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Wall Street Rush to Safety Is Biggest Since Lehman Brothers Collapse

Over the past six months, money market funds attracted $322 billion of inflows, the largest flight to safe assets since the second half of 2008.

(Bloomberg) -- Investors haven’t been this bearish since the collapse of Lehman Brothers. At least that’s what their positioning is signaling, according to Bank of America Merrill Lynch strategists.

Over the past six months, money market funds attracted $322 billion of inflows, the largest flight to safe assets since the second half of 2008. In similar fashion to 2007 and 2008, investors raised their cash holdings despite falling interest rates.

Strategists led by Michael Hartnett wrote in a note on Friday that investors are suffering from “bearish paralysis,” driven by unresolved issues such as the trade war, Brexit, the Trump impeachment investigation and recession fears. Just in the seven-day period ending Oct. 9, investors continued to exit equity funds globally, with outflows reaching $9.8 billion, according to the strategists who cite data from EPFR Global. By contrast, bond funds enjoyed $11.1 billion of inflows.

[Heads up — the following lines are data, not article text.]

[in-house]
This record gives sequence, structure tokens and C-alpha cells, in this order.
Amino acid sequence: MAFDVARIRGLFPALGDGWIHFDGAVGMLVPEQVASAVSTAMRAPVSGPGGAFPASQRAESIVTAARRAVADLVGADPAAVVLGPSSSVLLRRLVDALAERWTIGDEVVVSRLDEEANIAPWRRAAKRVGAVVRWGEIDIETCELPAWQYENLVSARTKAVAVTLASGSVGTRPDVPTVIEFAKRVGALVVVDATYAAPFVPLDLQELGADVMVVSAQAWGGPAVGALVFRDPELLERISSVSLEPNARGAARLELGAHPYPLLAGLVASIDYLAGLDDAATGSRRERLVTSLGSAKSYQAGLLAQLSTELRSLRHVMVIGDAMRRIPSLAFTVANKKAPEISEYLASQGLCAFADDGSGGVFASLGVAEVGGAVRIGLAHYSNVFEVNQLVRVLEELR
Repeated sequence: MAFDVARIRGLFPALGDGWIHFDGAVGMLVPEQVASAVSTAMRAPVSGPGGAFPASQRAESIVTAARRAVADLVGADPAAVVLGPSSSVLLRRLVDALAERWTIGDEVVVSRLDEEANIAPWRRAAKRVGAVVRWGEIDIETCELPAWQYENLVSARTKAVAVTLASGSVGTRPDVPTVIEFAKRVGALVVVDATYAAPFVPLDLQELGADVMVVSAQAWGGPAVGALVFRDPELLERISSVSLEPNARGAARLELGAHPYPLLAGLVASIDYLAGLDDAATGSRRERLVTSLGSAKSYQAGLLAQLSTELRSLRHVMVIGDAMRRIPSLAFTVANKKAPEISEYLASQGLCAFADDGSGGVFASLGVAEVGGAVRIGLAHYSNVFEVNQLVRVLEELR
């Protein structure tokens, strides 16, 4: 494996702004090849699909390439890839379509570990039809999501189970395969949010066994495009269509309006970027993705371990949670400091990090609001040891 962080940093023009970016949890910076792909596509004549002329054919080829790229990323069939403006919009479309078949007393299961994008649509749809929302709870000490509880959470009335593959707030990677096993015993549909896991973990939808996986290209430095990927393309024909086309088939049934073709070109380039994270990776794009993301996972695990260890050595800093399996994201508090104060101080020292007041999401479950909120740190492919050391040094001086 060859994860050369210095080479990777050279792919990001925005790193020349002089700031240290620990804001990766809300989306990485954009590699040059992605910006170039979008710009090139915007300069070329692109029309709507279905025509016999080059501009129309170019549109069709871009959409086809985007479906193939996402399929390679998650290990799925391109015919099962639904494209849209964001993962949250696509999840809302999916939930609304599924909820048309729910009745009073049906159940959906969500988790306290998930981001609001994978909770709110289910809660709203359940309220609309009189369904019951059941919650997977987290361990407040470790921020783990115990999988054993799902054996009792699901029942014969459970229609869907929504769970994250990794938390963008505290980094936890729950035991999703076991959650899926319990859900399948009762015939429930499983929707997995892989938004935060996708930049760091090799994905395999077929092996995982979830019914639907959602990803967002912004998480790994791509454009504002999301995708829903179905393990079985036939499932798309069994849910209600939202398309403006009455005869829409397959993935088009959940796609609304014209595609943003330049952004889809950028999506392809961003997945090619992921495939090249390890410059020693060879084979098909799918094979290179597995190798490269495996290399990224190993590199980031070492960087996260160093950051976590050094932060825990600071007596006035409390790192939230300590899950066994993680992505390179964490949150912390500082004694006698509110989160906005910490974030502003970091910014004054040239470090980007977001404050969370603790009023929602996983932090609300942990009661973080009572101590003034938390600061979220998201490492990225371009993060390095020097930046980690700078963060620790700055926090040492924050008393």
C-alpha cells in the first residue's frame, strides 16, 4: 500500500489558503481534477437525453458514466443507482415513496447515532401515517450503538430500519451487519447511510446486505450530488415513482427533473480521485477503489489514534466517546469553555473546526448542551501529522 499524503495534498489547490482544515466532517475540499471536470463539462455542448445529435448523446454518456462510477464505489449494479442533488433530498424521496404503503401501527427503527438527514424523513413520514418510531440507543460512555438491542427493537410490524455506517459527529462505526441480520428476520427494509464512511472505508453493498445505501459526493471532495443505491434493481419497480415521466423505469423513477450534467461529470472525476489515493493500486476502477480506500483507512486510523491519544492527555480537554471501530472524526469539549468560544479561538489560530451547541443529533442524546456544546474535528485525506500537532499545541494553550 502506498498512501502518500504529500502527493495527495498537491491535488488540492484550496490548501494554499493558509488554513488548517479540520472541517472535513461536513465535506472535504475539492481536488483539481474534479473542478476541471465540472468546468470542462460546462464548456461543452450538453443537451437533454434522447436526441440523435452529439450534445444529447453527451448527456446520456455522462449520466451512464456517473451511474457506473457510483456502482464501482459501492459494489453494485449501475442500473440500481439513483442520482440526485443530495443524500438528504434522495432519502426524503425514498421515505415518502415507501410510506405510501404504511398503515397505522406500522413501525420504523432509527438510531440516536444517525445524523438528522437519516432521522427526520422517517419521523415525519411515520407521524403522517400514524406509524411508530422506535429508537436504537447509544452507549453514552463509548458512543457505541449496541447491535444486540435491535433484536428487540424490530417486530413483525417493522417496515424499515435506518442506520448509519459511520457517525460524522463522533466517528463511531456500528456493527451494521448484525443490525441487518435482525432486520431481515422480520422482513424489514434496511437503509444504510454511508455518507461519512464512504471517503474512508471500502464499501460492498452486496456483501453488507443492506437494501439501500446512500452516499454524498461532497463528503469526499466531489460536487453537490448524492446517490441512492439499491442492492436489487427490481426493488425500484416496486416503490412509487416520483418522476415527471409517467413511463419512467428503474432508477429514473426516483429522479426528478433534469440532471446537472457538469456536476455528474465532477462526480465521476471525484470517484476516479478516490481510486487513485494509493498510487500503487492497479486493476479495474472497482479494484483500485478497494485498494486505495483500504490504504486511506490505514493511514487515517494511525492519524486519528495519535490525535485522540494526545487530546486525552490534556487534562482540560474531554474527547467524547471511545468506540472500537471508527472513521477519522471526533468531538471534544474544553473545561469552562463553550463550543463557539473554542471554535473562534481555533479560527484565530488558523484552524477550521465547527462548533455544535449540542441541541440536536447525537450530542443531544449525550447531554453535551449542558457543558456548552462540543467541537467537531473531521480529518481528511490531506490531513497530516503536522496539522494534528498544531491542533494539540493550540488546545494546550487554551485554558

Despite this wall of worries, the BofAML strategists have an “irrationally bullish” contrarian view, driven by the “bearish positioning, desperate liquidity easing, and ‘irrational contagion’ from bond bubble to equities.” After Greece auctioned negatively yielding bills and the U.S. auctioned record low-yielding 30-year government bonds this week, they see the current positioning in bonds delaying a global recession, which should drive further equity performance.

To contact the reporters on this story:
Michael Msika in London at [email protected];
William Canny in Amsterdam at [email protected]

To contact the editors responsible for this story:
Blaise Robinson at [email protected]
John Viljoen

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